Canaries chosen for Spain’s first floating wind farm from 2024
The Canary Islands will host the first large offshore wind farm in Spain, launched by the Equinor company, which will invest more than 860 million euros in the project over the next few years.
The decision of this com-pany, which has been authorised to settle in the Canary Islands Special Zone (ZEC), is the result of the actions undertaken in recent years by the Government of the Canary Islands to raise awareness of the ability of the islands to become a reference for the development of offshore wind in Spain and in Europe.
In particular, the interest of the Norwegian multinational in the islands arose from the contacts that the president of the Canary Islands, Fernando Clavijo, and the Minister of Economy, Industry, Commerce and Knowledge, Pedro Ortega, maintained in De-cember 2017 with companies in the offshore sector.
Since then, the represen-tatives of Equinor have held multiple meetings with the Canary Islands Government to finalise procedures and other aspects necessary for the implementation of the project.
Pedro Ortega said the future installation of Equinor “is an important support for the energy policy that we have developed from the Govern-ment of the Canary Islands in order to advance to consoli-date a more sustainable model and position the Canary Islands as a spearhead in the development of wind tech-nology offshore, taking advantage of the endogenous advantages of the archipelago and the interest that com-panies in the sector have in investing in new R + D + i projects”.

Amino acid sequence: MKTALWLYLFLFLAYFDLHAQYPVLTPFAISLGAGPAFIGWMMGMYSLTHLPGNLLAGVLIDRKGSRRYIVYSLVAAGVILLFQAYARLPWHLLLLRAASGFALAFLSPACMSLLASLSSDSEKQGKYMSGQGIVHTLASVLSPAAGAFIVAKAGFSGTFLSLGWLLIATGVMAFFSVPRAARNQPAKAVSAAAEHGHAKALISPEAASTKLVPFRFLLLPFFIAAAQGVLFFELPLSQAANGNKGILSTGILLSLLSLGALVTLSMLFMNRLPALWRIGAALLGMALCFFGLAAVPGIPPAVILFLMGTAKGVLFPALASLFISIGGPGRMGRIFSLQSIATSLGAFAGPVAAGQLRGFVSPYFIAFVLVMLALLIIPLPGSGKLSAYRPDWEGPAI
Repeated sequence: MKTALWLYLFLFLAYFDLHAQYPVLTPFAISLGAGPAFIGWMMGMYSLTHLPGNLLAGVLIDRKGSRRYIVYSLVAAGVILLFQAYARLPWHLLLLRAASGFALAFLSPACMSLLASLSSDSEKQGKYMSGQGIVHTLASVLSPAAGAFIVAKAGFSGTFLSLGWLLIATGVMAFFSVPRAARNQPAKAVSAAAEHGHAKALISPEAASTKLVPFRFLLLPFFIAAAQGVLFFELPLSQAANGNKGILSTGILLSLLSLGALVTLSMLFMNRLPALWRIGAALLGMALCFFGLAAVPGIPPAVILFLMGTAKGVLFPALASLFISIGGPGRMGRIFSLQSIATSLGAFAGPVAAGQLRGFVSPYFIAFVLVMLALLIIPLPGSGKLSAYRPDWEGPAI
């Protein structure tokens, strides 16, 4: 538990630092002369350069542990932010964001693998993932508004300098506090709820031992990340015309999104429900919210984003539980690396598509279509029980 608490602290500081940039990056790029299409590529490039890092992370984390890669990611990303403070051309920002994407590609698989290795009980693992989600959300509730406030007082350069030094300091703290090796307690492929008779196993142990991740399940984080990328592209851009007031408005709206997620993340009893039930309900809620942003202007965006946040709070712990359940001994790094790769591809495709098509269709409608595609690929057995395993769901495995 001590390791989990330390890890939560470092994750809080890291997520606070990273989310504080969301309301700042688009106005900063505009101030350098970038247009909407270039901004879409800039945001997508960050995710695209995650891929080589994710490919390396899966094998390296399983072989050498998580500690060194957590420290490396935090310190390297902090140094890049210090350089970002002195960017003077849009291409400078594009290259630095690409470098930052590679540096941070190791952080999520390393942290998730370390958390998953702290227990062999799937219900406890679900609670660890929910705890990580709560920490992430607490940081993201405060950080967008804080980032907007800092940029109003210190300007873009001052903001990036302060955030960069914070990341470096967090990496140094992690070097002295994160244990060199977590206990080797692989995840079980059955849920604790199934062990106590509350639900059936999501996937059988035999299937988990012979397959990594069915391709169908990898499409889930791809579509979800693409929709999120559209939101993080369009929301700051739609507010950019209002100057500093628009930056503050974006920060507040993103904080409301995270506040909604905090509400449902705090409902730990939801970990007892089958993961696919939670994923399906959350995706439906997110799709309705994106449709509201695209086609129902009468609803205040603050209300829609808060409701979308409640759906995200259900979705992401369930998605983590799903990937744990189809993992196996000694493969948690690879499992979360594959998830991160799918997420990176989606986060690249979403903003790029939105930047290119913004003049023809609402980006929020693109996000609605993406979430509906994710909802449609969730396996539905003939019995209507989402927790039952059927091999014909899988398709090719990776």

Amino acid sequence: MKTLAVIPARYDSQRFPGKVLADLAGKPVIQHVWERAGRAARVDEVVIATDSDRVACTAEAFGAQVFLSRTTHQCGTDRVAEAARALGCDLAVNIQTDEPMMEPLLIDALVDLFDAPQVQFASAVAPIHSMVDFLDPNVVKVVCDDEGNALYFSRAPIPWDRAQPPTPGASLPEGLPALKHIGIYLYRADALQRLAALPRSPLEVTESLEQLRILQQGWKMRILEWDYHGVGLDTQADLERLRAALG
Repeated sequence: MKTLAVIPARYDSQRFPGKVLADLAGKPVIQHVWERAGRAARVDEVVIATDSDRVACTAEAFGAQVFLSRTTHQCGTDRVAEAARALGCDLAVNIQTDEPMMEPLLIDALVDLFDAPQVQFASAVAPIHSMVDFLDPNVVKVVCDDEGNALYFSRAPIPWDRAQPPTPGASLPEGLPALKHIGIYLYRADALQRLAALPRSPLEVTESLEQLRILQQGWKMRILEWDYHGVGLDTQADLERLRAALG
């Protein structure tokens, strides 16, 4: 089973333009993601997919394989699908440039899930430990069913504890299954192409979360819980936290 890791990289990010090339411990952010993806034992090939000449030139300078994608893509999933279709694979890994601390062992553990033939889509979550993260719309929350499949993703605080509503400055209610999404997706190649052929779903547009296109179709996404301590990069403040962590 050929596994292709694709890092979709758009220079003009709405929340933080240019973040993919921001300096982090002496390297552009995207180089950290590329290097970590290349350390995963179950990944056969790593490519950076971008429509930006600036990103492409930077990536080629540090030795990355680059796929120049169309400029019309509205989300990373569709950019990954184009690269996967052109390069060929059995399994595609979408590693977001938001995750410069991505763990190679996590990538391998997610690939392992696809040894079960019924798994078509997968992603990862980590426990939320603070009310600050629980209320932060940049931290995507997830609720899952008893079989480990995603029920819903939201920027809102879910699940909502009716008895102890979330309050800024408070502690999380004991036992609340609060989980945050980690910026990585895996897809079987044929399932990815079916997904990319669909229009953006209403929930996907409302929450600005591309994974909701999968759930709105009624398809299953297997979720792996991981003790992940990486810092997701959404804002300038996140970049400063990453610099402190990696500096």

He also assured that, apart from Equinor, there are more requests from companies that are interested in using the Canary Islands as a test bank.
The company Equinor follows the trail of other companies in the sector, linked to development and research, which have chosen the Canary Islands to test and test new prototypes of offshore wind only in the world, taking advantage of the advantages offered by the islands for the development of this type of energy. This is the case of the first marine wind turbine in Spain, with 5 MW of power, which is installed in front of the Jinámar facilities, and the first floating wind platform in Spain designed by a con-sortium of international com-panies and European funds, which same month will be tested in the experimental area of the Canary Oceanic Platform.
The floating marine park projected by Equinor includes an installed capacity of 200 MW, equivalent to one third of the total renewable power installed on the islands.
Its implementation could take place in 2024 and generate between 120 and 200 jobs during the 20 years of life of the park, in addition to jobs of a temporary and limited nature that would involve the previous phase of processing and construction.